Polo’s New Focus: Retail Division Grabs Majority of Business

Polo Ralph Lauren squashed speculation that its Club Monaco division was for sale, while reporting a drop in net income and revenues for the quarter.

According to Roger Farah Club Monaco is not on the block

According to Roger Farah, Club Monaco is not on the block.

Photo By WWD Staff

NEW YORK — Ralph Lauren, specialty retailer.

Specialty retail has become the major part of Polo Ralph Lauren Corp.’s business, for the first time generating more than half of the company’s revenues in the first quarter ended June 28. Also for the first time in the company’s history, the U.S. Ralph Lauren stores hit a high of 17 percent for same-store sales gains.

Further indicating Polo’s focus on specialty retailing, executives insisted Wednesday that the group has no intentions of selling Club Monaco. Instead, it’s preparing it for a growth spurt.

Roger Farah, Polo Ralph Lauren’s president and chief operating officer, stated plainly in an interview Wednesday, “We are not selling Club Monaco.”

Polo operates 62 Club Monaco stores and plans to open five or six in fiscal 2005, although none are planned for the current year.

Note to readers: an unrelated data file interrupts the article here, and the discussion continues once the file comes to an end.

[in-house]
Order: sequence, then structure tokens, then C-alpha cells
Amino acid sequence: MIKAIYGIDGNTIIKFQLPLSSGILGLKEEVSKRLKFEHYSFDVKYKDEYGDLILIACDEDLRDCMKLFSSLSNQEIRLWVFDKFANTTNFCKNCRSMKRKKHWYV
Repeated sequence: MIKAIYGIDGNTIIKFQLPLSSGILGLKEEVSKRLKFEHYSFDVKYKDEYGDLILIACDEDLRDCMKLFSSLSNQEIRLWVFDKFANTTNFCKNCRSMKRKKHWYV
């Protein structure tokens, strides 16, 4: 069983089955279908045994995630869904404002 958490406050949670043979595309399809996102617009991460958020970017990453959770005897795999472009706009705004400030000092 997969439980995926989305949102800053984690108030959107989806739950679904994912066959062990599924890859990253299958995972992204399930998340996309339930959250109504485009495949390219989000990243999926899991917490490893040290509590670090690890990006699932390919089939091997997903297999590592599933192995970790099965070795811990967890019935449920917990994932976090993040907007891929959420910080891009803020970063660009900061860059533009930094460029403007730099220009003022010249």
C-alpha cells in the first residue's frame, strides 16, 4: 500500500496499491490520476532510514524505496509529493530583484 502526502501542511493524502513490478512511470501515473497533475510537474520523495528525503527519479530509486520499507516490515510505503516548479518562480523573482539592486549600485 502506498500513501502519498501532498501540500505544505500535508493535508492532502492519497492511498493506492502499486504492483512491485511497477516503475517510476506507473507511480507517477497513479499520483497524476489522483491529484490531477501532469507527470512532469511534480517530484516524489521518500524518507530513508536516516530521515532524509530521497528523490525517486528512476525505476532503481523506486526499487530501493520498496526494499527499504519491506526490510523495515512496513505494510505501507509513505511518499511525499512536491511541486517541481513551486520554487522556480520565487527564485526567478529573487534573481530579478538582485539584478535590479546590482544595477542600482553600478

Farah’s comment followed a conference call discussing first-quarter results that met Wall Street’s expectations even though net income fell by 21.7 percent because of expenses related to improvements at Polo’s overseas operations and a drop in wholesale revenues of more than $25 million.

Investors were pleased with the results and Polo’s maintenance of earnings guidance for the future, and they sent shares up $2.46, or 9.8 percent, to close Wednesday at $27.52 on volume of 2.5 million shares, more than six times their average on the New York Stock Exchange. At one point, the stock rose as high as $27.73, within $1 of its 52-week high of $28.71, which was reached on July 16.

Virginia Genereux of Merrill Lynch wrote in a research note that the stock “has reacted more positively, we think, due to larger investors’ sense of relief that the preliminary fiscal 2005 outlook for Lauren was okay.”

Farah told Wall Street the company expects its upcoming Lauren by Ralph Lauren collection to do $400 million during its first full year of operation ending in March 2005. The line is expected to make its way into 850 doors, a slight retreat from the estimated 1,000 doors occupied under Jones’ reign with the Lauren license, and about 450 special-size doors. The influence of designs from the company’s Black Label and Collection will enable Polo to inject more fashion into the brand, including more career offerings, while at the same time keeping the same fit and price points as before, said Farah.
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